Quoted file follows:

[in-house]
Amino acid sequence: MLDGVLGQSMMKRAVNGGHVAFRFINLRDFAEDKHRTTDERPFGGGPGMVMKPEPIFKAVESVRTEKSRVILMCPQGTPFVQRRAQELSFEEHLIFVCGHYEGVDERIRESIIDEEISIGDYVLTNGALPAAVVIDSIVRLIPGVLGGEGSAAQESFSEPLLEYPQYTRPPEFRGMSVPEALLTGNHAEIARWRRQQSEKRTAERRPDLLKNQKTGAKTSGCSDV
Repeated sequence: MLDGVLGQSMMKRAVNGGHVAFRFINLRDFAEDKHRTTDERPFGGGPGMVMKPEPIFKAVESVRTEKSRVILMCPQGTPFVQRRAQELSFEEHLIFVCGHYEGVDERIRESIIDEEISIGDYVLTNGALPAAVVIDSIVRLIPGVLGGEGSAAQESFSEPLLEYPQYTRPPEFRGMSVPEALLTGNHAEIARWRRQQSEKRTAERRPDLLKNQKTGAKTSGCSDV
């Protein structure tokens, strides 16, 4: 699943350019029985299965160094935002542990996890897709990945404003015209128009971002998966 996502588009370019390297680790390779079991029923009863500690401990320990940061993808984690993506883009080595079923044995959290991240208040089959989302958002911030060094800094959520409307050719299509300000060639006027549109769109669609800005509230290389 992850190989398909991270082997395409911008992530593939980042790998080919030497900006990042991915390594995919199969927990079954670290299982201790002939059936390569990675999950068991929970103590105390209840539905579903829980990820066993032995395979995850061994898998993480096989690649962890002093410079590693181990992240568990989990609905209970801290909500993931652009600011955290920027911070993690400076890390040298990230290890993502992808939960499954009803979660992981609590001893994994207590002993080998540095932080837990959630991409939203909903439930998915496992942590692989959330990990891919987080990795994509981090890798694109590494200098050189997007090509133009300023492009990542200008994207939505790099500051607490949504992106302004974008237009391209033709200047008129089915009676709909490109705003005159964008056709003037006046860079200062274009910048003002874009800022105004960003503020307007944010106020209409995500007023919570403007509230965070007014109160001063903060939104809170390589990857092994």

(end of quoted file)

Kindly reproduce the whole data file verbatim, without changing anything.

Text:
[in-house]
Amino acid sequence: MLDGVLGQSMMKRAVNGGHVAFRFINLRDFAEDKHRTTDERPFGGGPGMVMKPEPIFKAVESVRTEKSRVILMCPQGTPFVQRRAQELSFEEHLIFVCGHYEGVDERIRESIIDEEISIGDYVLTNGALPAAVVIDSIVRLIPGVLGGEGSAAQESFSEPLLEYPQYTRPPEFRGMSVPEALLTGNHAEIARWRRQQSEKRTAERRPDLLKNQKTGAKTSGCSDV
Repeated sequence: MLDGVLGQSMMKRAVNGGHVAFRFINLRDFAEDKHRTTDERPFGGGPGMVMKPEPIFKAVESVRTEKSRVILMCPQGTPFVQRRAQELSFEEHLIFVCGHYEGVDERIRESIIDEEISIGDYVLTNGALPAAVVIDSIVRLIPGVLGGEGSAAQESFSEPLLEYPQYTRPPEFRGMSVPEALLTGNHAEIARWRRQQSEKRTAERRPDLLKNQKTGAKTSGCSDV
């Protein structure tokens, strides 16, 4: 699943350019029985299965160094935002542990996890897709990945404003015209128009971002998966 996502588009370019390297680790390779079991029923009863500690401990320990940061993808984690993506883009080595079923044995959290991240208040089959989302958002911030060094800094959520409307050719299509300000060639006027549109769109669609800005509230290389 992850190989398909991270082997395409911008992530593939980042790998080919030497900006990042991915390594995919199969927990079954670290299982201790002939059936390569990675999950068991929970103590105390209840539905579903829980990820066993032995395979995850061994898998993480096989690649962890002093410079590693181990992240568990989990609905209970801290909500993931652009600011955290920027911070993690400076890390040298990230290890993502992808939960499954009803979660992981609590001893994994207590002993080998540095932080837990959630991409939203909903439930998915496992942590692989959330990990891919987080990795994509981090890798694109590494200098050189997007090509133009300023492009990542200008994207939505790099500051607490949504992106302004974008237009391209033709200047008129089915009676709909490109705003005159964008056709003037006046860079200062274009910048003002874009800022105004960003503020307007944010106020209409995500007023919570403007509230965070007014109160001063903060939104809170390589990857092994």